Way, way back in the days before laptop computers were even in the realm of SciFi Gunther Schuller coined the phrase “Third Stream” to describe the emerging musical hybrid of Jazz and Classical music. The idea has probably lost relevance in this day and age and yet, the idea of “musical streams” is as good a way as any to describe the music scene. In the local sense there is “mainstream” music that is largely the focus of the Key City Theatre, various educational programs and associated festivals. Without wishing to be unkind this is a somewhat bland amalgam of just about anything that passes for music these days. Then there is the testosterone driven “heavy metal rock” stream that seems to have found a new home in the Byng Roadhouse. This music is  certainly not bland but rather goes to the opposite extreme where audiences risk deafness and burst eardrums at almost every performance. Then down a notch from that is the “open mic / jam session” stream  that is mostly classic rock with bits of folk/rock and country thrown into the mix. There is a fourth stream that flows mostly under the radar stream. This is usually very original, intelligent,  and, usually, acoustic music (whatever that means these days) and is practiced by a huge number of wandering performers and troubadours who scratch out a marginal living as travelling musicians.  Over the years Gord Johnson and Terry Miller have promoted a superb number of concerts in the Beannick Subscription Concert Series  that utilizes this important source of talent. Also over the last few years the La Cafamore String Quartet  from Nelson has toured the area regularly with classical programs that are definitely outside the box. All of the above utilize established concert halls and licensed Darin Welch - hostestablishments. What is new on the local scene, and one that opens up a whole new palette of sonic sensibilities, is the house concert series sponsored by Jen and Darin Welch at the Driftwood Concert House. Jen and Darrin also dip into that pool of travelling musicians and their primary focus appears to be the promotion of the singer/song writing tradition. Dave Newberry and the Nautical Miles was the fourth house concert in the series. I attended the previous concert by Belle Plaine and that was a wake up call for me as to the potential of the house concert concept. For this, the latest concert in the series, David Newberry and the Nautical Miles from Vancouver delivered an evening of superb acoustic music. A step away from the almost worn out standard rock quartet (bass, drums, rhythm and lead guitars) the band utilized the talents Tim Tweedaleof Tim Tweedale on a Weisenborn guitar Weissenborn ) and Lucus Schuller on a muted drum kit to give musical textures that are virtually unheard in this day and age of over amplified music. The music was subtle, well Lucas Schullerrehearsed and arranged with a wide dynamic range that was very pleasing to the ear. The band was rounded out by Corbin Murdoch playing a beautiful guitar built by Ed Bond of Vancouver (Tinker Guitars ) and Simon Rotheisler on electric bass. Song writing and vocal credits were shared by Corbin and special guest David Newberry both of whom drew inspiration from accident, incidents and the world around them. Their world seemed to be full of humor, issues and, thankfully, an absence of youthful angst. There were some whimsical songs  such as I’m Sorry Dude, a song about Jack Kerouac (So it Goes), a murder ballad (Slow) and a wonderful anthem She was my Lover, a Pretty Good One for a While, that  featured a rousing chorus. The songs were excellent, the sound superb and it was a thrill to hear every whisper and nuance of the music that was being spun out before your very eyes (and ears). Tim Tweedale’s playing on the Weissenborn was exquisite and I would have liked him to have done more than the one featured instrumental.  Of special mention is the drummer Lucas Schuller. It is extremely rare to hear a drummer who actually knows the meaning of the phrase “musical dynamics”. From whisper soft strokes with brushes and bundles to accented sticks and mallets he is a drummer well worth a listen.  Try and take in one of these house concerts over the next little while and I guarantee you will be reluctant to ever again attend concerts in any other venue. Here are some images from the concert (click for a larger view) : The next Driftwood House Concert  will be on Sunday, April 28, 2013: Christa Couture w/- Jess Hill from Vancouver. Check their websites at Chris Couture  Jess Hill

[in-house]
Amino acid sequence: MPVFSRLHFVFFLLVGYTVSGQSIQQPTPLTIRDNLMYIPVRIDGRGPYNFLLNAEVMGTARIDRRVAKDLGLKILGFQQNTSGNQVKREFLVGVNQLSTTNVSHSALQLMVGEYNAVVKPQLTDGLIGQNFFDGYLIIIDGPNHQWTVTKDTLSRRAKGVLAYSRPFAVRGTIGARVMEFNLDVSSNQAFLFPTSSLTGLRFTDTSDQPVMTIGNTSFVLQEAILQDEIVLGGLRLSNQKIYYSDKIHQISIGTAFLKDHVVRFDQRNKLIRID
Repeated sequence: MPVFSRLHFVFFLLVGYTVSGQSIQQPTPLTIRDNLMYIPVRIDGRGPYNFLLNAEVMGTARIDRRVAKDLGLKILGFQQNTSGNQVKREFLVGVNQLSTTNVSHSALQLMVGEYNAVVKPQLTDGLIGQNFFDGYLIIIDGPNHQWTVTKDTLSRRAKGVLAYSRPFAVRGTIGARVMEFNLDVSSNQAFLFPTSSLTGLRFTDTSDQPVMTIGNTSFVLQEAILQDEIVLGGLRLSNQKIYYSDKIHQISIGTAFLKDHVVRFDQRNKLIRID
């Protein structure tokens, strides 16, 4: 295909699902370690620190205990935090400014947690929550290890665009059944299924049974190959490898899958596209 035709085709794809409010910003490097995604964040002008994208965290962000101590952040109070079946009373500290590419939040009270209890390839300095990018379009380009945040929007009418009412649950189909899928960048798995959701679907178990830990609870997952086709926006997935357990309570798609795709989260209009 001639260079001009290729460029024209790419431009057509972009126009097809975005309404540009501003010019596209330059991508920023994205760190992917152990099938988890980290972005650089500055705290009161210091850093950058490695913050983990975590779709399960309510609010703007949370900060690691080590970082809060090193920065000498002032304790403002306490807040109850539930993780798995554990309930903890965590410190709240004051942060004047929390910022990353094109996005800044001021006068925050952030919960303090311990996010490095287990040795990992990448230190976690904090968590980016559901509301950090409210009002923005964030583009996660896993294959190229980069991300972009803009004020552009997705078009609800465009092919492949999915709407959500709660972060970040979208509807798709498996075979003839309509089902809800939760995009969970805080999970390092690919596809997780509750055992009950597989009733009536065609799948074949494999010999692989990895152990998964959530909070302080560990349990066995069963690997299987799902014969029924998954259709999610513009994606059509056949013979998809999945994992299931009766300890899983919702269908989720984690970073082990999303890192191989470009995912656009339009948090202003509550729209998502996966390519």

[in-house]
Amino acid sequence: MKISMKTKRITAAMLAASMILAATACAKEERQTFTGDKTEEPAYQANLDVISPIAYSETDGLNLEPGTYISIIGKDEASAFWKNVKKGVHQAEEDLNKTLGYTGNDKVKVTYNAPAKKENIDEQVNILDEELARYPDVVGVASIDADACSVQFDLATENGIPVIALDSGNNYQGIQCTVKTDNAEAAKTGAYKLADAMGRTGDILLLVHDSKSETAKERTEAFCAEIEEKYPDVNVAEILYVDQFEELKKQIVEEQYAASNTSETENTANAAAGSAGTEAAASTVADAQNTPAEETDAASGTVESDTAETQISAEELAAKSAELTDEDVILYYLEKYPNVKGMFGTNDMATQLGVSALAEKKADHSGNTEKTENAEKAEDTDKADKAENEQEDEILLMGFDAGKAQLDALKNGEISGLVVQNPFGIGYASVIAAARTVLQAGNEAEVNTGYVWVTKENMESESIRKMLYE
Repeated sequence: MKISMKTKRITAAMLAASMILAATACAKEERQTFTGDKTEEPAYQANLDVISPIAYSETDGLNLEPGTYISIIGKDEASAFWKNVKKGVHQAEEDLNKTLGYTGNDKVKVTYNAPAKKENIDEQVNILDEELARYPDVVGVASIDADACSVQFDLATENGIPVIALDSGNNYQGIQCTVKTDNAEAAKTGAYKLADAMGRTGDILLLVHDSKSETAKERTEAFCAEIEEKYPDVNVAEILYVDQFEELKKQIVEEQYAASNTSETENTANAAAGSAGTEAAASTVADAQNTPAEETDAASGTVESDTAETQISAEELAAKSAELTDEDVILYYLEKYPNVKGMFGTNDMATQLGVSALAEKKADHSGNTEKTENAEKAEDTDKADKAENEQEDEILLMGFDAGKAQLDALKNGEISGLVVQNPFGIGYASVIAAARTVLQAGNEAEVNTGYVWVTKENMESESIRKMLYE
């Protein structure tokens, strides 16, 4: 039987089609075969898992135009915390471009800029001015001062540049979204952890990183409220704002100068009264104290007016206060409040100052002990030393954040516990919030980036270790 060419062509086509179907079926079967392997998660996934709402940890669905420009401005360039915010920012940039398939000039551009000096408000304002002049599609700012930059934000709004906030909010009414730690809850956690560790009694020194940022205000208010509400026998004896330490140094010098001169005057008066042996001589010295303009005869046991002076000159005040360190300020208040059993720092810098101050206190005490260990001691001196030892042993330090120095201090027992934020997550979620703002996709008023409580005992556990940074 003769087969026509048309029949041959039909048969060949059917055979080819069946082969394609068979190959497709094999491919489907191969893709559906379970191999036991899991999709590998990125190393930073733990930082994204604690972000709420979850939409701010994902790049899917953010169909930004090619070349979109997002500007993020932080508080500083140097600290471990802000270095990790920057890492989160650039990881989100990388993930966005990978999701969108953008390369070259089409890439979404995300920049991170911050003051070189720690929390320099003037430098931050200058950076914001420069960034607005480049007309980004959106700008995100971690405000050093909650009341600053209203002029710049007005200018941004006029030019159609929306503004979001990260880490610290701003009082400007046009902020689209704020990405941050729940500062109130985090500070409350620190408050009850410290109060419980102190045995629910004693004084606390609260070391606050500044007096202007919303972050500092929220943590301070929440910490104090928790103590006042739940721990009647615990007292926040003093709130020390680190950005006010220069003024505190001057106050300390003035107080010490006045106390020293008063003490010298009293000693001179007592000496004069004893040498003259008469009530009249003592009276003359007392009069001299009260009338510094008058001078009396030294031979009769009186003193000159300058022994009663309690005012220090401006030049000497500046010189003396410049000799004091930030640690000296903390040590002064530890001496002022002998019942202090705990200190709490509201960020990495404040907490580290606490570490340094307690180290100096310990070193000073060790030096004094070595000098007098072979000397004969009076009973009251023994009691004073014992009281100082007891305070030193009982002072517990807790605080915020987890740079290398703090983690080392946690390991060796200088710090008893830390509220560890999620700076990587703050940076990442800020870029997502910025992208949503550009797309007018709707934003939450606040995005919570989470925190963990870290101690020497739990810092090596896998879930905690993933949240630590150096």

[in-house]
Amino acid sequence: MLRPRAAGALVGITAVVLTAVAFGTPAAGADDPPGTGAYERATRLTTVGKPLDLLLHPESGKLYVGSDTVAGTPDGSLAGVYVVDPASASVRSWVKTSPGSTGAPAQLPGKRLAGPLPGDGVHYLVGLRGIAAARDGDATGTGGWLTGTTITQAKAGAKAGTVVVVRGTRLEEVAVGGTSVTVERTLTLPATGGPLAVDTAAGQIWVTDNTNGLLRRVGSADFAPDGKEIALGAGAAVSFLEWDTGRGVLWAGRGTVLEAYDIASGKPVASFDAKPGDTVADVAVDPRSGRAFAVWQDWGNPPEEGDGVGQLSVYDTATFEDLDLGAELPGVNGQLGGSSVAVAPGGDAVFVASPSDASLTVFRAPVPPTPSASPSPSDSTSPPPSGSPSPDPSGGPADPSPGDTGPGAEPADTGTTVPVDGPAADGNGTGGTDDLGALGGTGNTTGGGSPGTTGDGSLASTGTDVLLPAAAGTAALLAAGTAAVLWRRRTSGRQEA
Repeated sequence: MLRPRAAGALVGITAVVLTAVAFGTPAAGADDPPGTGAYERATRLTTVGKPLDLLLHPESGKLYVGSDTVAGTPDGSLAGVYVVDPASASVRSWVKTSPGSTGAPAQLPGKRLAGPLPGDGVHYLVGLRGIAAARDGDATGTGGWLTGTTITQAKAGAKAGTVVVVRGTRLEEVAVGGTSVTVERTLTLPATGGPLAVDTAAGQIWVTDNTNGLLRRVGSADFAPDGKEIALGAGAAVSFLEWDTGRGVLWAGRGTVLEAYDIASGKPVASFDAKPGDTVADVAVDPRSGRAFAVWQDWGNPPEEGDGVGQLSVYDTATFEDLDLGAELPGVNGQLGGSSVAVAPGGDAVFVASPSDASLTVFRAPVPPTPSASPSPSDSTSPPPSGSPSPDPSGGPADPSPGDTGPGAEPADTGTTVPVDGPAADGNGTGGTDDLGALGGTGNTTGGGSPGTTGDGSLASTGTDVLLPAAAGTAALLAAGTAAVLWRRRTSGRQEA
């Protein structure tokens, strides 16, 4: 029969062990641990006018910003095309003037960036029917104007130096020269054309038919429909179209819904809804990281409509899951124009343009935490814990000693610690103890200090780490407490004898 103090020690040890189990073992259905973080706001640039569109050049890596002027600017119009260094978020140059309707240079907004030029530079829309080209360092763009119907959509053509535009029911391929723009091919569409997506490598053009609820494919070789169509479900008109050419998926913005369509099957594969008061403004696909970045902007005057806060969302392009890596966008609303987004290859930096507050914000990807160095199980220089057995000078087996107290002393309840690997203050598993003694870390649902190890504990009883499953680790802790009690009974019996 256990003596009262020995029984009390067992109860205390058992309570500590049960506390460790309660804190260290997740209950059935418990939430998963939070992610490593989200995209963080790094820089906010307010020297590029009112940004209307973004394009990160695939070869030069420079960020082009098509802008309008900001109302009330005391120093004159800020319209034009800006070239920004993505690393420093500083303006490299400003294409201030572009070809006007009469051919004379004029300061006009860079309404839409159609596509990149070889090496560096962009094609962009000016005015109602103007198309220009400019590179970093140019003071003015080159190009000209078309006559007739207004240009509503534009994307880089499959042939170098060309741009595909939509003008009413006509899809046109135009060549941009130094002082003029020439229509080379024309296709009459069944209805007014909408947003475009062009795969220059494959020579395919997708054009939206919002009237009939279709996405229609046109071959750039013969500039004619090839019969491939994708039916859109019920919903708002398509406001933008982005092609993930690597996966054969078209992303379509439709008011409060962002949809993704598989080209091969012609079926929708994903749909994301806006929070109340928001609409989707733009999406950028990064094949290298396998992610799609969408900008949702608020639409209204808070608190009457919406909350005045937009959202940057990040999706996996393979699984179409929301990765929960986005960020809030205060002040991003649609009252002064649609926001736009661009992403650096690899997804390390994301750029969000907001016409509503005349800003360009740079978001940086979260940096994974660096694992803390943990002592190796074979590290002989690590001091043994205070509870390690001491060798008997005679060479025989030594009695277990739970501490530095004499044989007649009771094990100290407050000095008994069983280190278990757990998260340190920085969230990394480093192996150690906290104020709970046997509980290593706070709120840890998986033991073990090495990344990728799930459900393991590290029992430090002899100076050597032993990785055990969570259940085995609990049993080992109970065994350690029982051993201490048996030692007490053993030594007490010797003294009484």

Corbin Murdoch       Simon Rotheisler      David NewberryTim Tweedale      Corbin Murdoch      Simon Rotheisler In the audience       David Newberry     Tim Tweedale  Corbin Murdoch's Tinker guitar       In the audience      Lucas Schuller  In the audience      Simon Rotheisler     630. David Newberry Weissenborn guitar drum kit